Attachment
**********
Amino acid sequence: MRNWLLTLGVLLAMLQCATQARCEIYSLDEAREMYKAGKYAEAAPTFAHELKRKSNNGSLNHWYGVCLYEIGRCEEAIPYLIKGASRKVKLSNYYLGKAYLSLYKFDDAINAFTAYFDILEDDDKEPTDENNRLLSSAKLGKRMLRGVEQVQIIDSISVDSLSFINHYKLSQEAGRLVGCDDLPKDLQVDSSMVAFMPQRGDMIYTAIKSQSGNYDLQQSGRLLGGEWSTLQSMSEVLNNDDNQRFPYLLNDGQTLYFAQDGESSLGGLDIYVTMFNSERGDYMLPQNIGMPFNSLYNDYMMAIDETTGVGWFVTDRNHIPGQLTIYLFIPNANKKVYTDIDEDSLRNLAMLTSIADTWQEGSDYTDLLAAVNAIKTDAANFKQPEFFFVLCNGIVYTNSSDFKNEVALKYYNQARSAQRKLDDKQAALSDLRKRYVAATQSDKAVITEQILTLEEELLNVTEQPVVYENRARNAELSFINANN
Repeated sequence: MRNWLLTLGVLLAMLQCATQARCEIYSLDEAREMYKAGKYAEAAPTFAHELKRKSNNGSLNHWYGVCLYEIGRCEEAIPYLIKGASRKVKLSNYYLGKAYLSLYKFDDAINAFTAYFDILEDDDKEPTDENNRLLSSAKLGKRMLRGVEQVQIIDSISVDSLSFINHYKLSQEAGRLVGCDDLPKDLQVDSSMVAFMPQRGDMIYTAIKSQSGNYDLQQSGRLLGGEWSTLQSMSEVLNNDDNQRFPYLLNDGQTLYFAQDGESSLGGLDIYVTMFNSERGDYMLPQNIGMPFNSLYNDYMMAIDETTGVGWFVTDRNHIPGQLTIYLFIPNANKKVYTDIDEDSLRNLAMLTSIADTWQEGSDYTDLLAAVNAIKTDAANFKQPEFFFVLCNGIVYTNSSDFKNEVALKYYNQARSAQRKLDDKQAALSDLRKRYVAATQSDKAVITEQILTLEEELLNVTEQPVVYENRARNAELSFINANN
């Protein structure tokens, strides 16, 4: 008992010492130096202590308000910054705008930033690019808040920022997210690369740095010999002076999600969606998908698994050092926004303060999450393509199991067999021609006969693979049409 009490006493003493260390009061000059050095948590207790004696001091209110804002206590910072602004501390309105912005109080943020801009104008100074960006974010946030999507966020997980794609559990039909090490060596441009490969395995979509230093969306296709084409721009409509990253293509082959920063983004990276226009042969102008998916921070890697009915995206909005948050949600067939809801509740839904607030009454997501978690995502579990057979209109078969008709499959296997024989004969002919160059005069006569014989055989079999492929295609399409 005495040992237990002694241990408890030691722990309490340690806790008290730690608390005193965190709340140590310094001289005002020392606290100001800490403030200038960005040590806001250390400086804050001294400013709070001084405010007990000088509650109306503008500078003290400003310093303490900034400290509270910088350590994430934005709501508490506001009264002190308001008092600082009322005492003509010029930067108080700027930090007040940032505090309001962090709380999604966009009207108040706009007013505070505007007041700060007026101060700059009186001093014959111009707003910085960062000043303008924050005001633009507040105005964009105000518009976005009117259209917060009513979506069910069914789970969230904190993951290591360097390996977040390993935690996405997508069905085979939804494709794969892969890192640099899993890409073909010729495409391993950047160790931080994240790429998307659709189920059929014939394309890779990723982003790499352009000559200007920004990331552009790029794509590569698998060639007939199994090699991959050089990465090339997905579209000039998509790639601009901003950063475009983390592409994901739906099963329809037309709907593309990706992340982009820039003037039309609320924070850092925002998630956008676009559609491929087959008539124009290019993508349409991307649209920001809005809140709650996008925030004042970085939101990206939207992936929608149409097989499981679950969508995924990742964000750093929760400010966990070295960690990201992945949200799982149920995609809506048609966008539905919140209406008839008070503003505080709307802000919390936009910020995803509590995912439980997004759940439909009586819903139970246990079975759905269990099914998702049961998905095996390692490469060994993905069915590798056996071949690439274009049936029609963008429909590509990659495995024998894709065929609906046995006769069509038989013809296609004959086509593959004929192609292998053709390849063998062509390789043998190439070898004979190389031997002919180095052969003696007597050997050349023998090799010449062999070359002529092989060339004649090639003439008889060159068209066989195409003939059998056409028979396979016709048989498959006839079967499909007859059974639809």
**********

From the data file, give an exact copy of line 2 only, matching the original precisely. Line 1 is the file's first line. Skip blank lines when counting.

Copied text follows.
Repeated sequence: MRNWLLTLGVLLAMLQCATQARCEIYSLDEAREMYKAGKYAEAAPTFAHELKRKSNNGSLNHWYGVCLYEIGRCEEAIPYLIKGASRKVKLSNYYLGKAYLSLYKFDDAINAFTAYFDILEDDDKEPTDENNRLLSSAKLGKRMLRGVEQVQIIDSISVDSLSFINHYKLSQEAGRLVGCDDLPKDLQVDSSMVAFMPQRGDMIYTAIKSQSGNYDLQQSGRLLGGEWSTLQSMSEVLNNDDNQRFPYLLNDGQTLYFAQDGESSLGGLDIYVTMFNSERGDYMLPQNIGMPFNSLYNDYMMAIDETTGVGWFVTDRNHIPGQLTIYLFIPNANKKVYTDIDEDSLRNLAMLTSIADTWQEGSDYTDLLAAVNAIKTDAANFKQPEFFFVLCNGIVYTNSSDFKNEVALKYYNQARSAQRKLDDKQAALSDLRKRYVAATQSDKAVITEQILTLEEELLNVTEQPVVYENRARNAELSFINANN